What a waste.
I attended the commissioners’ meeting Tuesday night to gain some perspective on the Crawley situation. The only thing that I gained was the realization this was a waste.
You see, when the commissioners came back from executive session, they already had the Crawleys’ resignation letter in hand. Mr. Kessler was holding what looked like a two-page letter in his hand and I could read his lips as he asked one of the commissioners, “Should I read it?” I wanted to yell out from my seat, “read it,” but I didn’t. I knew that they would not read aloud the terms of the Crawleys’ resignation because it would demonstrate how the commissioners just agreed to waste our money and resources.
Even though I do not know the details of the resignation letter, I heard that the Crawleys are getting some kind of financial settlement from the county. This is a waste because now we have to pay someone else to do the Crawleys’ vacated jobs which have already been paid for through the resignation agreement.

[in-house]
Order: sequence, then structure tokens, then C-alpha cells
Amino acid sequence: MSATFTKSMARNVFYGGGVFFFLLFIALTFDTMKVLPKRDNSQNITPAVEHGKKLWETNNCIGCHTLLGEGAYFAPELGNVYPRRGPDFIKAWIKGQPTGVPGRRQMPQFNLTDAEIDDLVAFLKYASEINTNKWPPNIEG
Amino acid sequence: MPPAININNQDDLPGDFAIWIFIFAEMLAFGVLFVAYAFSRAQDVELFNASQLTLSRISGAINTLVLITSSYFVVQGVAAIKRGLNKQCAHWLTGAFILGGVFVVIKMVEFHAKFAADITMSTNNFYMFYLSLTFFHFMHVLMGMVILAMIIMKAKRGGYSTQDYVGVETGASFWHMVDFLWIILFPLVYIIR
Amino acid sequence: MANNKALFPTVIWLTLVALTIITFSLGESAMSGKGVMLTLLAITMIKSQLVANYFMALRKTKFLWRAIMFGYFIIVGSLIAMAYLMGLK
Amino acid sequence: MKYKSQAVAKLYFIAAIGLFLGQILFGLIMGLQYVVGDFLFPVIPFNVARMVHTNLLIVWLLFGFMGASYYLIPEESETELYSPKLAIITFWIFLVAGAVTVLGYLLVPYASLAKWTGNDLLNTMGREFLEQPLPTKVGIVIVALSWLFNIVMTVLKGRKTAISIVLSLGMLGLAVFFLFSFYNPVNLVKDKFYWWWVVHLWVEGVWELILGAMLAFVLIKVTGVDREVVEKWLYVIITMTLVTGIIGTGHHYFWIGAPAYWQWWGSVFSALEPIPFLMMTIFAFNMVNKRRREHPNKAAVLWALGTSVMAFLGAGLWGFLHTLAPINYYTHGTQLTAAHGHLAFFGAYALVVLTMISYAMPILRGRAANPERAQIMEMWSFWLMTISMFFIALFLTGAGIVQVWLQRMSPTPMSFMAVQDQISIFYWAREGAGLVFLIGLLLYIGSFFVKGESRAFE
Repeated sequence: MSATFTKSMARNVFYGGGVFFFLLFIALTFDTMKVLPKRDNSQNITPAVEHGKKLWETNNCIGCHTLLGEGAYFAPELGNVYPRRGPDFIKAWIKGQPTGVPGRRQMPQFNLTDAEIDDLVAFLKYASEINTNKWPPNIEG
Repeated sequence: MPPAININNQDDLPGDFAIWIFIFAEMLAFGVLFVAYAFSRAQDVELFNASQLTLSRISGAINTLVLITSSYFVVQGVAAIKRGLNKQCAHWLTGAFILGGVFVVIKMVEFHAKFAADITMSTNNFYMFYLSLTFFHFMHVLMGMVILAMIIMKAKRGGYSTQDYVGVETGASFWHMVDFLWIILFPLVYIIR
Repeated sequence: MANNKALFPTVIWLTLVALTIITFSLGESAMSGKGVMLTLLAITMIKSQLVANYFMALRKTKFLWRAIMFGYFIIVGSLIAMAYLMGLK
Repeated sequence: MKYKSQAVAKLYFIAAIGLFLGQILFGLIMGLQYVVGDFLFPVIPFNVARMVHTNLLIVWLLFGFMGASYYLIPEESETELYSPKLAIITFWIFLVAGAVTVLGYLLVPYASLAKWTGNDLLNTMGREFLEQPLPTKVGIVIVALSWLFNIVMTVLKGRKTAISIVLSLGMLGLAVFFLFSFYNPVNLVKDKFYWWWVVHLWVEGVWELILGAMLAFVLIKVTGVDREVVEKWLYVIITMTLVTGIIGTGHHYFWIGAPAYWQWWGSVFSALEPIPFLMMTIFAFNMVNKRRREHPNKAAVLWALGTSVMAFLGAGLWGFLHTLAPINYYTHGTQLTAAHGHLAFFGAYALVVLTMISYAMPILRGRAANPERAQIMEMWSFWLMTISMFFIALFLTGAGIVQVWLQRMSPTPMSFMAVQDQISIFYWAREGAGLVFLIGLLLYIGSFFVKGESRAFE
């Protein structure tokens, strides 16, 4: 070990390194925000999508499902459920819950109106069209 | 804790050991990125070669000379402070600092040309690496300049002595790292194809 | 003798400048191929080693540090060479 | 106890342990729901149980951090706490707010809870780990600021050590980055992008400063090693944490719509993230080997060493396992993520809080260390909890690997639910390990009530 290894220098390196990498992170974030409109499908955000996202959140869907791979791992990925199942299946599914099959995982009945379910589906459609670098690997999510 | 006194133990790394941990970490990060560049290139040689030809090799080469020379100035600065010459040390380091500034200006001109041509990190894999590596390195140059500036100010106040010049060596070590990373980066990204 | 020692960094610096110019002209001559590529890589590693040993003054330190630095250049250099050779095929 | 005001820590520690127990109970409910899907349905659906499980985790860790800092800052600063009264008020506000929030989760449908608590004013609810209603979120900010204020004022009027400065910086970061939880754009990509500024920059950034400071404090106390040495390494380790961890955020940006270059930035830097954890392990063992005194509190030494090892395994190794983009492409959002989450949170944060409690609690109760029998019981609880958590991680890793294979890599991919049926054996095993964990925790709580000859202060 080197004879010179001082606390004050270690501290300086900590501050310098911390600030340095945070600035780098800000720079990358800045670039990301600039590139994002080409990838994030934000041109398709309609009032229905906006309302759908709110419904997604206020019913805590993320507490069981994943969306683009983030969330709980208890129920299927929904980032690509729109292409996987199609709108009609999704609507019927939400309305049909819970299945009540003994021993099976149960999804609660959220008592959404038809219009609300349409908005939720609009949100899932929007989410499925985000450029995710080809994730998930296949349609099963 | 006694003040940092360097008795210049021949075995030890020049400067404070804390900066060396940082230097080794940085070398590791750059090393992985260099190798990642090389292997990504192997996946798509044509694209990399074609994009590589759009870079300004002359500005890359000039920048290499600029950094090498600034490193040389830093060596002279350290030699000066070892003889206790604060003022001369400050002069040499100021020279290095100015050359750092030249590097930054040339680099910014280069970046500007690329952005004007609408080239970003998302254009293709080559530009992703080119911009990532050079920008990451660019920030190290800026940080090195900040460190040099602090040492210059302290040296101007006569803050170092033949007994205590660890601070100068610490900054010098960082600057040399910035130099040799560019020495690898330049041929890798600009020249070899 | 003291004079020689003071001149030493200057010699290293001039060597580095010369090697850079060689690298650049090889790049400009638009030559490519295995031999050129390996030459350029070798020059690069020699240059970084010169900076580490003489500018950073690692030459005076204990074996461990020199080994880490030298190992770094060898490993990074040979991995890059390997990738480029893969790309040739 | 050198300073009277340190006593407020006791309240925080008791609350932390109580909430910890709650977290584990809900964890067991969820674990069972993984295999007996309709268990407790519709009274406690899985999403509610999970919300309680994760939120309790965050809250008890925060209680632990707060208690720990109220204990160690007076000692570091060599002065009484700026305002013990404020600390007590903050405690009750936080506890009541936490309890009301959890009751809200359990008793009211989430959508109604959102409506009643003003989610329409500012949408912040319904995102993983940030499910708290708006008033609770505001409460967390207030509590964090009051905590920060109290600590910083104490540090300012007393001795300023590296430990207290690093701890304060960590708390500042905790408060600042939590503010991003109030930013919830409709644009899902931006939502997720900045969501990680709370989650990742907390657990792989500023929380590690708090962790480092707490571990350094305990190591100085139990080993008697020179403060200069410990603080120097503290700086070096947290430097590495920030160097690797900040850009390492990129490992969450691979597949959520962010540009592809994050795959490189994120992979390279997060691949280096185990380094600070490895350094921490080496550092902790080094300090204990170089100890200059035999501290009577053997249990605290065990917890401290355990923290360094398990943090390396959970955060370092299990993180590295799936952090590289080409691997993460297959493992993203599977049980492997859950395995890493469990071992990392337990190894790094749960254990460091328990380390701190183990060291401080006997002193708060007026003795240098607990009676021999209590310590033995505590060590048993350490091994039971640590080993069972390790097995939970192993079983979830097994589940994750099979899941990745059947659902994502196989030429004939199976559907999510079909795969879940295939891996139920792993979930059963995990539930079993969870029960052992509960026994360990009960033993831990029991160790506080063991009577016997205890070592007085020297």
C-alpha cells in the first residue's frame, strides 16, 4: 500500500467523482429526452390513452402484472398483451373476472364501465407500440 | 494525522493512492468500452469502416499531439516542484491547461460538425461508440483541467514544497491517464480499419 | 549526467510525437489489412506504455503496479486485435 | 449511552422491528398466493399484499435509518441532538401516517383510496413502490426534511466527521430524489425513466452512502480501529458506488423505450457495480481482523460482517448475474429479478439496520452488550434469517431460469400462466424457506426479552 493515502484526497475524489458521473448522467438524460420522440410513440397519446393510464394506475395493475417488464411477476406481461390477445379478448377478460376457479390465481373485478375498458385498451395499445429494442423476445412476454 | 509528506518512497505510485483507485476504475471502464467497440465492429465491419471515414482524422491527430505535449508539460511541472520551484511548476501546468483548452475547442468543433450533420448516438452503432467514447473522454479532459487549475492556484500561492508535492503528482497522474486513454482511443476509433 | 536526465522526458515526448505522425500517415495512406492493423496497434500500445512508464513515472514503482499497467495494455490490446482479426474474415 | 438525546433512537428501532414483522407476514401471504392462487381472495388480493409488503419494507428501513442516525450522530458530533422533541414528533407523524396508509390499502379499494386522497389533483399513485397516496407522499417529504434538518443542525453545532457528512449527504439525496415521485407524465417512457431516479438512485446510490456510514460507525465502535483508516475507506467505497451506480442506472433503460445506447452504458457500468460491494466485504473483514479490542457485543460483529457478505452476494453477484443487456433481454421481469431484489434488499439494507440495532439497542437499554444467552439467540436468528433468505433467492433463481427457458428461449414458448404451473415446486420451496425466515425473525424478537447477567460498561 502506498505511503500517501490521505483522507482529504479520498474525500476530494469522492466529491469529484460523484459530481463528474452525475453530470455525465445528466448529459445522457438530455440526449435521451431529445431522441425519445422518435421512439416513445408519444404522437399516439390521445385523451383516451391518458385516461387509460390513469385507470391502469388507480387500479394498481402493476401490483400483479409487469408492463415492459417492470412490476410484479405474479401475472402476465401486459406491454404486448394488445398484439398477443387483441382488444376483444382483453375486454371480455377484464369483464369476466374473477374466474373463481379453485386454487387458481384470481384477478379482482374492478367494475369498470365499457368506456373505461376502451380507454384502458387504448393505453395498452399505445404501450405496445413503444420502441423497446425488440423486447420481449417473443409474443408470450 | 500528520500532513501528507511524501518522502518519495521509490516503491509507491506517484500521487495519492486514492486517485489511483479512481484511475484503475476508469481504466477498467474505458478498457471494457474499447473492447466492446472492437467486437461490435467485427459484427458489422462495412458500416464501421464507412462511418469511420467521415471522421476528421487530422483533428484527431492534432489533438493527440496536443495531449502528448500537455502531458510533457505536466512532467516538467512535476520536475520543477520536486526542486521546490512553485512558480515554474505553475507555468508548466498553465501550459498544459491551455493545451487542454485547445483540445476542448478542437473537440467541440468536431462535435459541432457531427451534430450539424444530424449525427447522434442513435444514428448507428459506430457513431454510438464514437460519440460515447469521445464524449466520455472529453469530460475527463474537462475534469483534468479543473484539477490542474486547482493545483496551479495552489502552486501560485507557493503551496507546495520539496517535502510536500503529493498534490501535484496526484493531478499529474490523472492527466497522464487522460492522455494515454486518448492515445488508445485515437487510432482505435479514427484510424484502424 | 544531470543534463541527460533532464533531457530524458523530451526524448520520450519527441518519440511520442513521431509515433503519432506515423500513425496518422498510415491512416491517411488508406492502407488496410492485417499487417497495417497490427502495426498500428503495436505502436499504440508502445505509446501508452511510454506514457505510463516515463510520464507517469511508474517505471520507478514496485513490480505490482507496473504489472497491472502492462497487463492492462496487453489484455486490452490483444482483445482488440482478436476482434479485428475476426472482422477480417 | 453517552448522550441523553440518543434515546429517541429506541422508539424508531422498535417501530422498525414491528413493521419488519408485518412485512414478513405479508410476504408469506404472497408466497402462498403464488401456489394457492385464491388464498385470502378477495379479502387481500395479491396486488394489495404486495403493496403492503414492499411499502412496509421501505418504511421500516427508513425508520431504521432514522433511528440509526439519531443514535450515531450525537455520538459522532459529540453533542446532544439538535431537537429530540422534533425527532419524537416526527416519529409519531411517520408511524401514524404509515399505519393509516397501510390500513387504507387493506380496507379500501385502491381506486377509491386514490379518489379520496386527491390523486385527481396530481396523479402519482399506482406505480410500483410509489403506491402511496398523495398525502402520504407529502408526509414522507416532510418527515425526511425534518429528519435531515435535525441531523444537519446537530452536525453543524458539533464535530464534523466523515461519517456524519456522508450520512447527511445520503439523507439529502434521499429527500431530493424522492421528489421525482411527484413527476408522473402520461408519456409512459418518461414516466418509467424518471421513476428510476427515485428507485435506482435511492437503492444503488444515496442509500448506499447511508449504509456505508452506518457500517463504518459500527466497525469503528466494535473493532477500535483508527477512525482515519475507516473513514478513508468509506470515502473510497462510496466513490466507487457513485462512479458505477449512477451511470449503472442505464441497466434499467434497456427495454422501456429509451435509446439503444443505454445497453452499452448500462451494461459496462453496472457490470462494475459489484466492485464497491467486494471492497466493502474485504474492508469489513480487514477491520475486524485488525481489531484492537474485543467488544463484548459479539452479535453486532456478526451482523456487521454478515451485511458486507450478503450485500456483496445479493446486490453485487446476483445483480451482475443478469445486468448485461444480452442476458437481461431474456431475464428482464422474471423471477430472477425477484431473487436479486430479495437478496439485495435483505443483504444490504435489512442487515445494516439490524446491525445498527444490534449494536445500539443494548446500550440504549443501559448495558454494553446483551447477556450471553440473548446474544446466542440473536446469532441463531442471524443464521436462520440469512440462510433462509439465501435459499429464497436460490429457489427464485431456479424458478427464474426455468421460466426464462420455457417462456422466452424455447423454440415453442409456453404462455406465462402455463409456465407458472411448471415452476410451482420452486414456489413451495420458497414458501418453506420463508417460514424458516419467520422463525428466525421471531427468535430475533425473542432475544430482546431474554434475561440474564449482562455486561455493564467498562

The Crawleys had more education, training and experience than 95 percent of the people in that commissioners’ meeting. Yet, we have now wasted that knowledge resource. We will also be wasting more resources trying to re-hire those two key positions. That is assuming that there is someone out there who wants to come to work in that environment.
Is this what we can expect going forward from commissioners? Are there other employees that we intend to “pay to go away” through resignation letters? In my world, if there is an issue with an employee, a manager must “counsel,” “reprimand,” or “terminate” to correct the situation. There are no other options. Employees only resign on their own accord — usually having another job lined up and waiting. However, I am pretty certain that the Crawleys did not have anything else lined up. This leads me to believe that they were forced out and paid-off for other “non-performance”-based issues.
In my opinion, Effingham County cannot afford to waste any more money or resources handling personnel issues in this manner. If there is an investigation/audit in any department, we should disclose the complete findings and then “counsel,” “reprimand,” or “terminate” to correct the employee behavior. Our county owes every employee the opportunity to improve — and most employees do improve when given the chance. Apparently, it’s not the employees that need improving in our county; it’s the people that manage them.
Our leaders need to invest and attend some “human resource” training. That would not be a waste.